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Downsizing, Chapter 2

After months of nosing around in bike shops and waiting for the snows to end, I finally got down to buying a bike today, a ridiculously cute and girlie powder blue affair ~ no ribbons on the handlebars or daisy covered baskets, though (or at least not yet!).

This particular bike caught my eye over a month ago, and although I held off on buying it on the spot, it was a pretty certain thing that the bike would eventually come home with me. Paul Henry played a big part in making that day today, when he went around the office this morning lobbying everyone to leave their cars at home tomorrow. “No more excuses!”, he said, and rightly so: today got up into the 70’s and there is supposed to be more good weather on the way. So thanks to Paul Henry’s efforts, tomorrow is the first Official GSI Leave Your Car At Home Day of 2009, and I didn’t want to be left out of the festivities.

Today after work I hopped on my bike and took it for an inaugural spin around town, back and forth through Drake Park a few times, absolutely falling in love with the sun on my face and the wind in my hair, the feeling of lightness and the freshness and beauty that you miss when all enclosed in a car. I felt ten years old again, remembering my days pedaling down the bike path in Mill Valley on my way home from school. Although sadly much farther from the ocean, Bend often reminds me of Mill Valley, with a basically flat center of town edged by steep hills, the great big trees left standing in town and plenty of pathways near the water’s edge. How on earth did I go so long in this town without riding a bike?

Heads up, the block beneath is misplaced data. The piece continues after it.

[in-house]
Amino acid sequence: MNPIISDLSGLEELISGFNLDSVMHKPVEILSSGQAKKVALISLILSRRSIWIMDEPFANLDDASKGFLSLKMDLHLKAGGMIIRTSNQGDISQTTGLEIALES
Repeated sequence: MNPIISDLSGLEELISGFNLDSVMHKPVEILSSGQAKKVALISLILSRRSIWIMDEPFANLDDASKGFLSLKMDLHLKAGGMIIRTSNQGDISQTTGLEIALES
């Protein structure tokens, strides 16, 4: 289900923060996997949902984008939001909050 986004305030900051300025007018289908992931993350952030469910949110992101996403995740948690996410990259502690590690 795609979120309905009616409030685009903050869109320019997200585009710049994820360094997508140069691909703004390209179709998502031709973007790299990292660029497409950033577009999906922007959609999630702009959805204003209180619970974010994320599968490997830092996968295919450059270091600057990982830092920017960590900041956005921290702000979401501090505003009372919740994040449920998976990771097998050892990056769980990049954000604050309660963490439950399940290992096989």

As jazzed as I was by my joyful afternoon, there is more purpose to my plan of getting a bike besides just the fun of it. If you remember from Downsizing, Chapter 1, the complete plan is to get rid of my car entirely, as a way to force myself to use my bike as a main source of transportation: good for the pocketbook, good for the environment, good for my health. Buying a bike today is a big step towards putting that plan into action, there’s no excuse now other than just being lazy or chickening out.

As basic and sensible of a choice as it may seem on the outside, I am feeling a little triggered and edgy about it this evening. Being the abnormally introspective person that I am (LOL), I’m trying to look at this edginess and get to the bottom of it. Honestly, I think it’s coming from the fact that my sense of security is all tangled up in my illusion of independence: this idea that I don’t want to have to depend on anyone else for help or else I’ll probably find myself stranded up the creek.

This is ridiculous, of course, because the reality of my life is that I’ve never done anything entirely on my own and have always had an amazing and generous amount of help offered to me precisely when I needed it. I might know this with my brain, but my scared little animal self is entirely freaked out by the prospects of surrendering some of my independence. I mean, what if I need to get to my dentist in Redmond? Or go to the airport? Or buy more than one bag of groceries at a time? I might actually (*gasp*) have to ask someone for help!

There’s also this part of me that has a bad case of wanderlust and feels a bit like a caged animal when I stay in one place for too long, and who never entirely believes that I am settled somewhere. As long as I have a car, there’s always the possibility of zooming out of town on a lark, or packing it all in and rolling out of town forever.

I know that this is just one more piece of a larger life lesson which has been coming to me in many forms these last few weeks, which of course is still ongoing and too fresh to be fully articulated with clear perspective. It all has to do with being in right relationship to other people and to myself vis-à-vis community, of allowing barriers to come down in the right places and also of holding back when that’s the highest choice. It’s a fine line to walk, and I can’t say I have been walking it with perfect integrity and wisdom and trust, but that’s at least what I am striving for. And I am grateful that I know that when we feel stretched like I do right now, it’s because we’re doing some important growing.

The letting go of my car will be a piece of growing and learning to trust, and it will be a huge break with old patterns that just aren’t serving me (and probably never have). So I am excited about taking this leap, but definitely feeling edgy.

Photo of Drake Park via vrbo

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